A Christmas card with 44,000 variations

Iggesund Paperboard’s tradition of producing sophisticated Christmas cards continues. One says every single snowflake is unique and so will the Christmas card 2016 also be. This year Iggesund has created a snowflake that can be folded in many thousands of possible variations, from crystal white to winter blue colours.

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The card consists of seven die-cut snowflakes with each side printed with a different pattern. These 14 variations can then be folded to create more than 44,000 different patterns. The design is the brainchild of German designer Peter Dahmen, who in recent years has specialised in digital finishing, often together with the Israeli print house Highcon. The snowflake created by the card’s recipient then encloses a card made of Invercote Metalprint 359 g/m2 with shades of cyan printed on metal foil and the traditional Christmas greeting on the reverse side.

Learn more: iggesund.com/snowflake2016

“Digital finishing is an exciting field and Iggesund’s Christmas card is one of the most sophisticated commissions I’ve done in this area,” says Peter Dahmen. “In theory the project could be done using traditional die-cutting tools but with an edition of this size that would be much more expensive because then you have to remove the excess strips of paperboard manually.”

Iggesund's Christmas card is one of the most sophisticated commissions I've done in this area."

Peter Dahmen

Highcon’s design engineer Yaron Eshel supported Dahmen in the creative process.

“I got the idea for the card the night before I was to fly to Israel,” Dahmen explains. “I was having trouble getting to sleep but when the idea came to me I had to jump out of bed and write it down before it went out of my head.”

During the flight the next day he refined the drawings on his iPad and showed them to Eshel on arrival.

“When he said it could be done using Highcon’s process, the basics fell into place.”

Dahmen has worked both with digital and traditional die cutting and creasing and is very familiar with all the techniques. But he says digital technology makes it possible to do more fine adjustments at the last minute.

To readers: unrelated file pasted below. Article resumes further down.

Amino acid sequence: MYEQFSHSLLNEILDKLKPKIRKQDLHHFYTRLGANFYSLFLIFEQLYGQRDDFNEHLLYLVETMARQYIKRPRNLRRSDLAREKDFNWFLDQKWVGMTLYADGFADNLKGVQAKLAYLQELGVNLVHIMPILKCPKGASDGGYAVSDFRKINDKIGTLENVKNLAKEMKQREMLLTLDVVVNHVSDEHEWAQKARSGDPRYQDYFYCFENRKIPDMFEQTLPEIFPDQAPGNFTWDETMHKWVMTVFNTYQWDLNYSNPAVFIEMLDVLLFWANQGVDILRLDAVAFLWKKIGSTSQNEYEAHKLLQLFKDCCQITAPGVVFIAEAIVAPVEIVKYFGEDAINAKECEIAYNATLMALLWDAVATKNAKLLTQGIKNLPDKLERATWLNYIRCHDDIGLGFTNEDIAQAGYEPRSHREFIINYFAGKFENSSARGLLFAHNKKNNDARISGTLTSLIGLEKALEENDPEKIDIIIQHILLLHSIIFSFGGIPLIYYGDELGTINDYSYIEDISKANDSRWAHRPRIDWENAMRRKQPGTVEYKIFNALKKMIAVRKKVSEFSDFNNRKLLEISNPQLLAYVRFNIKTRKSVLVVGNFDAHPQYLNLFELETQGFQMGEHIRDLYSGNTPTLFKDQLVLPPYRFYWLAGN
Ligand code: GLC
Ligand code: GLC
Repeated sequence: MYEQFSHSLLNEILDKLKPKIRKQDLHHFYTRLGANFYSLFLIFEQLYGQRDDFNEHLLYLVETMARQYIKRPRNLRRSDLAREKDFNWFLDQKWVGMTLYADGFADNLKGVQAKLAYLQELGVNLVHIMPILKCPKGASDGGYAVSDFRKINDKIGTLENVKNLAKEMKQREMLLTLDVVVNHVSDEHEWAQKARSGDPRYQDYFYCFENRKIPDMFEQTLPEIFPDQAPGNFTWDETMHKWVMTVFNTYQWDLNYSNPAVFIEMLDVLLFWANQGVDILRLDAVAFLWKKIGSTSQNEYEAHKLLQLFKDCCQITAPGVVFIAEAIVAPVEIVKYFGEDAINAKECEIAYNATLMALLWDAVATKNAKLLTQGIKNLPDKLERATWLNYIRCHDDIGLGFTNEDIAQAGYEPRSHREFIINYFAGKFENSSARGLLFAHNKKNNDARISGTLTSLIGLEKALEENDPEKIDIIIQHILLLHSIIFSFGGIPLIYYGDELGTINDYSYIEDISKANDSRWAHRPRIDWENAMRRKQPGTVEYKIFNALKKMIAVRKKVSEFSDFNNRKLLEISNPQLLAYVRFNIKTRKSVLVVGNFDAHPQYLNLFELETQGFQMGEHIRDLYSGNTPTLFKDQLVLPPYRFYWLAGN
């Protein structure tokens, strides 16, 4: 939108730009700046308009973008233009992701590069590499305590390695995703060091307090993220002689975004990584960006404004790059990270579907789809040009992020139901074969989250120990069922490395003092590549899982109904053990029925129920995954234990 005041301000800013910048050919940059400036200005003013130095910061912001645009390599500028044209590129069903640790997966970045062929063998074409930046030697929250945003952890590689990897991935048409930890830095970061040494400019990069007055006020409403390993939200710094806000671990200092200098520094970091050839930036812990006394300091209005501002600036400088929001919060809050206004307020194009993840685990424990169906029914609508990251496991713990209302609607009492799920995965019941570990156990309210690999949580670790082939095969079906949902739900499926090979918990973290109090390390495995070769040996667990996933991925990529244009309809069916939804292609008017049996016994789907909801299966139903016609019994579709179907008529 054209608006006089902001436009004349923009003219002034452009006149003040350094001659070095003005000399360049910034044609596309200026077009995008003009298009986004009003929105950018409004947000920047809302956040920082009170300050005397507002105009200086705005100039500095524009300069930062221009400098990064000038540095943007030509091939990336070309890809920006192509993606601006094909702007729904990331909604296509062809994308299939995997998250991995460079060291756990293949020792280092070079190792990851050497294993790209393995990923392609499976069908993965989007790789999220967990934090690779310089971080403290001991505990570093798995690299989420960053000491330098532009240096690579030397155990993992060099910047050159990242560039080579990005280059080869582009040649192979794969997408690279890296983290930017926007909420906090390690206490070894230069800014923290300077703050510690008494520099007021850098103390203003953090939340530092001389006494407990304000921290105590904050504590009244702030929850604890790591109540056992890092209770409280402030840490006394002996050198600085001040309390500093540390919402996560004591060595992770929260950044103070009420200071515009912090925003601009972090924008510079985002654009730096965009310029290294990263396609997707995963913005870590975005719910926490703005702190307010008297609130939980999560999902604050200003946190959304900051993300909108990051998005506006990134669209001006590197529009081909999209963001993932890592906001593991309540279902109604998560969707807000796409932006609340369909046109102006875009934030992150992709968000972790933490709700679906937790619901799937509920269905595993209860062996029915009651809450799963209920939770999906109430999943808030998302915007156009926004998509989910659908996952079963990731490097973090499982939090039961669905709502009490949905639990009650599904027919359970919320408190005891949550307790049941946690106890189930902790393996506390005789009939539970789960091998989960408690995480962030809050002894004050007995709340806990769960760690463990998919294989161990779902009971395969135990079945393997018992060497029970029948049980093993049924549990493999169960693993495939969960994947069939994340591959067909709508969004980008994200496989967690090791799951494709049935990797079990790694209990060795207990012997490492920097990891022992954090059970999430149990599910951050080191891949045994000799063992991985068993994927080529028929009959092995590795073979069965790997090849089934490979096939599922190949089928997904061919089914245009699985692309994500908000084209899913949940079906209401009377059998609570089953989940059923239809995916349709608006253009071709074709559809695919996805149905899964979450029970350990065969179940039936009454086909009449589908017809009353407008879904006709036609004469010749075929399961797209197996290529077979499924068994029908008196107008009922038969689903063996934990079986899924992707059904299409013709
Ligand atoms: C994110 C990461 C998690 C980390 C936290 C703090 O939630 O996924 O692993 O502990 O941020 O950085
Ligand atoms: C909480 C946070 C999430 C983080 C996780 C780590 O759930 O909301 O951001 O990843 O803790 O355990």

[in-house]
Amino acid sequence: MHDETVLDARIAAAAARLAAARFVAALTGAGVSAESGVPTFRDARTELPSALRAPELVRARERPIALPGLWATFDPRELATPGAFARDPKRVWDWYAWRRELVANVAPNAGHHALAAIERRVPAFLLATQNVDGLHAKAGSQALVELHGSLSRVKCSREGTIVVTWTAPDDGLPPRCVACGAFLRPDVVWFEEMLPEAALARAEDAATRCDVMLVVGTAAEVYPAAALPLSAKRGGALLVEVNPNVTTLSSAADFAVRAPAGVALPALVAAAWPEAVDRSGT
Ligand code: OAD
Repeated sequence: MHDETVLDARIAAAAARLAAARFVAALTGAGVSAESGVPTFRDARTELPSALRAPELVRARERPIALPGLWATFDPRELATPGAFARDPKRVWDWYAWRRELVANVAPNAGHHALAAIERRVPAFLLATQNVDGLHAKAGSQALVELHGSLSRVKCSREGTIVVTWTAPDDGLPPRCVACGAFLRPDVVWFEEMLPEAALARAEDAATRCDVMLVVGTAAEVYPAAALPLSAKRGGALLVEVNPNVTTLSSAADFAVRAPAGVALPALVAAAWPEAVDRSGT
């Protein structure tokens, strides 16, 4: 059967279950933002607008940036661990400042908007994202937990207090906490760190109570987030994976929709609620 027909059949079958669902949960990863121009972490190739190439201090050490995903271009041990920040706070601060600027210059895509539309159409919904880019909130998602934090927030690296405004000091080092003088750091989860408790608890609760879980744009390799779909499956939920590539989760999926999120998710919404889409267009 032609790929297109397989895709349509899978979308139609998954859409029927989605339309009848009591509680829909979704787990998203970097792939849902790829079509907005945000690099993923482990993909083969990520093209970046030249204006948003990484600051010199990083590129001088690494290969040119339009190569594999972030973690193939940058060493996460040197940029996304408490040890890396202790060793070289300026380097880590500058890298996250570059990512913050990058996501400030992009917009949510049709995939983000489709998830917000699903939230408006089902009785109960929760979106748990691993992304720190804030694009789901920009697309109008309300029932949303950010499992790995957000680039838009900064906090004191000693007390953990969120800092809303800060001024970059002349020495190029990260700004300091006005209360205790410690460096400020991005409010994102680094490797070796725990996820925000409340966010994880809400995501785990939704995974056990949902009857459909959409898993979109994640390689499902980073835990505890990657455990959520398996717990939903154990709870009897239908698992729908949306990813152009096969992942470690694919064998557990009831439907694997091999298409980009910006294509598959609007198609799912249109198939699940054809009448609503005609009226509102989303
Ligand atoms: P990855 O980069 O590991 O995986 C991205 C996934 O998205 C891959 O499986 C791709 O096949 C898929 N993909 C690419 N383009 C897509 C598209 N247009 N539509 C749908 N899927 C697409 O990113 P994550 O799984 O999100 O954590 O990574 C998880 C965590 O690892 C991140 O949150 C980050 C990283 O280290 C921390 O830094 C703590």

“After you get the cutting tool and see how it functions, you may realise your idea won’t work quite the way you’d thought, or that a few more adjustments would raise the quality of the end result. Then digital technology gives me as a designer greater freedom because usually there’s no time to wait for a mechanical adjustment to the cutting tool.”

This year’s Christmas card made of Invercote from Iggesund Paperboard can be enjoyed in more than 44,000 different ways, offering the ultimate in versatility. 

Iggesund Paperboard’s motive for producing sophisticated Christmas cards is not only to send an elegant greeting to its customers.

“We’re actively looking for new solutions and techniques, or innovative uses of traditional methods, that can inspire our customers around the world. The Christmas card is a printed sample which shows what people can achieve with our paperboards, Invercote and Incada,” explains Iggesund Paperboard’s project manager Anna Adler, who has about a dozen such cards to her credit so far.


The story behind

Every snowflake is unique and what each one looks like depends equally on chance, temperature and the route from the cloud to the ground. At the end of the 1950s physicist and snow researcher Ukichiro Nakaya gave snowflakes the more poetic name of “Letters from the sky”. Peter Dahmen, the designer of this year’s unique greeting card from Iggesund, visited Iggesund on a snowy day in November when it literally poured down “letters from the sky”.

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The brain behind

How does Peter Dahmen think as a designer? What is important and how does he showcase the properties that are important to highlight in the chosen technique? In this article Peter himself describes the considerations behind this year’s greeting card from Iggesund. 

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Iggesund expertise

Iggesund Paperboard has a tradition of making sophisticated, designed and specially printed greeting cards where we try to demonstrate the ultimate performance capabilities of our paperboard. The cards are also a project that many of our colleagues have opinions about. Anna Adler, graphic specialist and Senior Project Manager with Iggesund’s Marketing Communications, has been responsible for producing Iggesund’s greeting cards for the past decade. How does she handle the challenge? 

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